Forget your passwords

Enrique Dans
Sep 3, 2017 · 3 min read

Yesterday I read the umpteenth article on the need to eliminate authentication passwords, a topic that has been under discussion for a very long time. Meanwhile, most are still using a single password for all the sites they visit, and that is usually ridiculously simple and easy to break, and as often as not written on a post-it stuck behind their computer monitor.

Our relationship with passwords has evolved over time. We now know, for example, that advice about changing our password periodically or choosing passwords that contain capital letters, lowercase letters, numbers, special characters and guttural sounds emitted by rabbits in heat, and that have brought us so many headaches, was all a waste of time and may even have made us more vulnerable.

Companies like Apple, which have put fingerprint readers on all iPhones after the 5S and recently on some of its laptops, have made it more difficult for thieves, while Google and others allow us to use our smartphone as a password. And increasingly, the popularization of password managers such as LastPass, 1Password and others, which when used properly, notably improve security.

My only passwords not handled by a password manager, in my case LastPass, are those in which I have two-factor authentication systems, such as Google. All the rest of my passwords, I simply do not know. From the moment I adopted LastPass, I considered the routine of gradually replacing all the passwords I had everywhere with others generated by the application, strings of characters with no meaning or meanings that would be virtually impossible to memorize. What I was looking for was just that: stop memorizing passwords, and start identifying myself through a plugin or an app. In my case, in addition to wanting to improve my personal security, there was an additional reason: there are many occasions, in class, in which I have to enter a password to access some of the services I use, and I do it regularly on a screen that is being projected to my students. One of the great advantages of LastPass is that I can do so in full view of the world without revealing anything, and transmitting my information through a secure channel.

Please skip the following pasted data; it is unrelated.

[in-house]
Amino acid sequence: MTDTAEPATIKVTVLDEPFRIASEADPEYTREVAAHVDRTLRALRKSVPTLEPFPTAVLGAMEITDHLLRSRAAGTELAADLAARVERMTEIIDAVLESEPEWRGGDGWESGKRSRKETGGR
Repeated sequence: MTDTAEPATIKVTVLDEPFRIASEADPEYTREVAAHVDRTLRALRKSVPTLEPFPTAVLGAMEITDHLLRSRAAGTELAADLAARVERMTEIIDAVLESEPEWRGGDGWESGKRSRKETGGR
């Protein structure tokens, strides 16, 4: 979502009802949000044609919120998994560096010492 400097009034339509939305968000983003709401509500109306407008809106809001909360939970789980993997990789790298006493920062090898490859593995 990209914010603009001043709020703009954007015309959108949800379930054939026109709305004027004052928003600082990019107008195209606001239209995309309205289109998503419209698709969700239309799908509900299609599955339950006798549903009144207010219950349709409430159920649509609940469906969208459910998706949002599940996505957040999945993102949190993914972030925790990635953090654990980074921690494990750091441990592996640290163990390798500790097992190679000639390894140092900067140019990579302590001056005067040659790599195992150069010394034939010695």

I started using LastPass a long time ago. The application had been free for mobile devices, then for all devices, and lately doubled the price of its premium and family option, which I subscribed to from the beginning because it provides good value in exchange for little money. I even use it to access my bank account and my credit cards. I was also a LastPass user when the service was hacked, and I realized that having all our eggs in the same basket was not a problem, because the application’s encryption was steel plated. If the password manager you choose is good enough, you should not have any problems even if it gets hacked.

In today’s internet, using a password manager is a good idea: a way to change our relationship with security, to think about passwords in another way, and to reinforce good practices. I am sure that the percentage of readers on a page like this using a password manager is significantly higher than among the general population, but if you’re not already doing so, now is not a bad time to start.

(En español, aquí)

Enrique Dans

On the effects of technology innovation on people, companies and society (writing in Spanish at since 2003)

Enrique Dans

Written by

Professor of Innovation at IE Business School and blogger at

Enrique Dans

On the effects of technology innovation on people, companies and society (writing in Spanish at since 2003)

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